Reviewer B delayed reviewing the paper, but finally submitted the review after a reminder from the editor. That review was one of two that were returned for manuscript R1. The other review was complimentary and suggested a very minor revision.
The editor included the reviews with a decision letter to the author explaining that it appeared that certain important aspects of the paper were not yet in order, or representative of a genuine division of opinion in the community, and asking for clarification. The contact author recognised one of the reviewer reports (reviewer B) as identical to that from reviewer A from the R0 round of peer review. Clearly, at this point, the author and editor could only assume that the confidentiality of peer review had been broken between reviewer A and reviewer B, but also that further misconduct/incompetence had occurred between the two.
The editor put this point to reviewer B for clarification, and the reviewer replied (after a delay of 3 days) that he/she did not know what the editor was talking about. With that email reply, reviewer B included a different report with the words of explanation "THIS is my report on the manuscript".
In good faith, and preserving anonymity, the editor forwarded that "second" report from reviewer B to the contact author whereupon the author replied that even that report referred to concepts that were no longer present, or no longer presented in such terms, in the revised manuscript. That observation further added to the author's and editor's concern that the revised manuscript had not been judged properly, or even at all, by reviewer B, and that the process of peer review had been compromised in several ways.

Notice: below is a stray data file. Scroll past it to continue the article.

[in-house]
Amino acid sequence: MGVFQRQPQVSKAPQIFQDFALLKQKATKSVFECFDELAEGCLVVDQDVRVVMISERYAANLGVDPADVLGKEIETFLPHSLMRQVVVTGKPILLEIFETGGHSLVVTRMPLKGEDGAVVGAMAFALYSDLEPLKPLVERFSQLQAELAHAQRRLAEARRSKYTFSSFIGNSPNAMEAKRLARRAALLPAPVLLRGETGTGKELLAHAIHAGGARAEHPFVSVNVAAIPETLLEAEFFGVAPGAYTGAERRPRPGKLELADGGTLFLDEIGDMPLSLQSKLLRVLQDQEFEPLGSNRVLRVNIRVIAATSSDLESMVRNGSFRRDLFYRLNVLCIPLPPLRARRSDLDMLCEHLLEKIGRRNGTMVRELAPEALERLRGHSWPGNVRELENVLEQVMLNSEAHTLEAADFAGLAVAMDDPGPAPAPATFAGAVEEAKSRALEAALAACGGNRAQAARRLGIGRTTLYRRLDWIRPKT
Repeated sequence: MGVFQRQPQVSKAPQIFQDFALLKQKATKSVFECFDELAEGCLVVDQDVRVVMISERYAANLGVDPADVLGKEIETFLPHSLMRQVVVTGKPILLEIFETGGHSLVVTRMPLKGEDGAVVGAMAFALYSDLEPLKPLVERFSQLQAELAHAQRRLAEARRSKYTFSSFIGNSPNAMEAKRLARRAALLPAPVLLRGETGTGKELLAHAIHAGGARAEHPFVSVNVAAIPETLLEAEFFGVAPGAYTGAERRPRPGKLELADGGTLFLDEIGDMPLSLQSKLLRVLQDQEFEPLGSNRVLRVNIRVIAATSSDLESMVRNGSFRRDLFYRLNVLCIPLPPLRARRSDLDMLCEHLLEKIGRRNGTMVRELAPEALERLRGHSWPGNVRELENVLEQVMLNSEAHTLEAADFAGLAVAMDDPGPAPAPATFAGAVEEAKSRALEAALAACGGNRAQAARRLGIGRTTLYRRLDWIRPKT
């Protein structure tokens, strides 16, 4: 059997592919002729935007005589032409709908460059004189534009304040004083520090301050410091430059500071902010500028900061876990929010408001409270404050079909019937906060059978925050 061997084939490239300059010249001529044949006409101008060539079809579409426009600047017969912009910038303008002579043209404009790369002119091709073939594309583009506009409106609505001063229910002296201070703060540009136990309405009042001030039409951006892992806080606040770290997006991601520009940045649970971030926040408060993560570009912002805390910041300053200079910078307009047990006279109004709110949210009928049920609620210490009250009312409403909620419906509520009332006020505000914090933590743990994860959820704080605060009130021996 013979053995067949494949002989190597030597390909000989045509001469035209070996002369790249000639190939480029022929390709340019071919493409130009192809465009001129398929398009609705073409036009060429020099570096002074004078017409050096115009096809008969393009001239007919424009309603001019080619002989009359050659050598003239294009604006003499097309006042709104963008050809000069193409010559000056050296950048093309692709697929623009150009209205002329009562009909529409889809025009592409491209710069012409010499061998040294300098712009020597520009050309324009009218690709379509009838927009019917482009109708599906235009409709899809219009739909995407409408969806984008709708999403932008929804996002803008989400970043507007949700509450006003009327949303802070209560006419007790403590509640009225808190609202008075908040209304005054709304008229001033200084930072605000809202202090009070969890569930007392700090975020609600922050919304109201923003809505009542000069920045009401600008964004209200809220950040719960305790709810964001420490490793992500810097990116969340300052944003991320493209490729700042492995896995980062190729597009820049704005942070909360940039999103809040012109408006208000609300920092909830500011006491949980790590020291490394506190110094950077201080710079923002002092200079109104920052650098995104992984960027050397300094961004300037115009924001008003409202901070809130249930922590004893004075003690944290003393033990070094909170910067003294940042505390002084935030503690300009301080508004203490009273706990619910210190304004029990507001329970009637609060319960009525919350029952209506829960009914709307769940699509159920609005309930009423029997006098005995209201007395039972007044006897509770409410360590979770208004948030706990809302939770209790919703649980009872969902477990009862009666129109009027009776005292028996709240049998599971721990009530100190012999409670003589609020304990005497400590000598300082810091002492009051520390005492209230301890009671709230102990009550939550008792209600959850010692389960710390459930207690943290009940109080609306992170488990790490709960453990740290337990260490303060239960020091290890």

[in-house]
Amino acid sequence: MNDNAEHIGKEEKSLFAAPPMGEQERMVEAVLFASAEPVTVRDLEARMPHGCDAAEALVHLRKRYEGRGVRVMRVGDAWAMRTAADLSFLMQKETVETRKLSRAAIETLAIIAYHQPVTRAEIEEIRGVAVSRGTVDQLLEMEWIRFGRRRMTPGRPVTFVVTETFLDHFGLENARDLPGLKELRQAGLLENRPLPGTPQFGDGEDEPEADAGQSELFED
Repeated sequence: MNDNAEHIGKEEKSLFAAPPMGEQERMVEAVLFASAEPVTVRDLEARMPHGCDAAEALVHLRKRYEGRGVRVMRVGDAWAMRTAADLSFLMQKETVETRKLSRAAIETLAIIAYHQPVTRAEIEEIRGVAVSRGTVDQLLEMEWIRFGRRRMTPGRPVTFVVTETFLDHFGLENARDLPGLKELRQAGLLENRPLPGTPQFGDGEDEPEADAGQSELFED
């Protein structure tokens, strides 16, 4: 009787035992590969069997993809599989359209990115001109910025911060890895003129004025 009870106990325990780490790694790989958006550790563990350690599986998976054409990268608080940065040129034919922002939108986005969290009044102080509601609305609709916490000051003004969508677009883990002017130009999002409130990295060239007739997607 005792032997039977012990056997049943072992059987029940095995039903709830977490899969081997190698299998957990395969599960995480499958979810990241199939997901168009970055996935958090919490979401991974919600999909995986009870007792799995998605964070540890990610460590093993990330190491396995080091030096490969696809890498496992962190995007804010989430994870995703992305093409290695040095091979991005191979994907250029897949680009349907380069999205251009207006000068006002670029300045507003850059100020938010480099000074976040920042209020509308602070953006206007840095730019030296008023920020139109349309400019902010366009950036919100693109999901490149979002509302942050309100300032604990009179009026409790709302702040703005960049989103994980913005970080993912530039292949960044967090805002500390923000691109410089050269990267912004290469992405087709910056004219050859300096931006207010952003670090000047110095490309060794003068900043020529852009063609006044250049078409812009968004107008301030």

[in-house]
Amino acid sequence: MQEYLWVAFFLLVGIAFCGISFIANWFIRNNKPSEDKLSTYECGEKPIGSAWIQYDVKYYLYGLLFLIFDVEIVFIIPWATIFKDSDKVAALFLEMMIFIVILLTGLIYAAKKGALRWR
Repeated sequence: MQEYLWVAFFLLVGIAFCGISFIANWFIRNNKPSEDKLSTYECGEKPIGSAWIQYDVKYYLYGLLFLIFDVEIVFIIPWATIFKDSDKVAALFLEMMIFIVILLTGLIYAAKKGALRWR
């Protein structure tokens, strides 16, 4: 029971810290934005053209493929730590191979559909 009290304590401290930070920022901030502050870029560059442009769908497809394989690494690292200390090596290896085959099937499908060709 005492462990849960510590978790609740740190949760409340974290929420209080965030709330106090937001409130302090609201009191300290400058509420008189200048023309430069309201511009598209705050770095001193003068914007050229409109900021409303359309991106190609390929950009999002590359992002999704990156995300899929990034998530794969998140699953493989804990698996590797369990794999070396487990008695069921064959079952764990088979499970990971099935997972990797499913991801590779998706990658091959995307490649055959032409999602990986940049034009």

An inevitable conclusion is that the peer review of this manuscript was compromised in respect of the confidentiality and proper conduct that is expected of peer reviewers. Although it is often possible for a second round reviewer to see—verbatim—the report of a previous reviewer included with the author’s response letter, this was not the case with the above manuscript. The editor double checked the manuscript submission system: the verbatim version of reviewer A's report was not included with the author’s response that reviewer B was able to see, although the author did address reviewer A's points in that response. Therefore, the editor can only assume that the first report that reviewer B submitted actually came from, or by way of, reviewer A. Furthermore, the second report from reviewer B refers to concepts that were in the R0 version of the manuscript, but not in the R1 version, hence indicating that reviewer B had reported on the wrong manuscript, which he/she could only have obtained via reviewer A.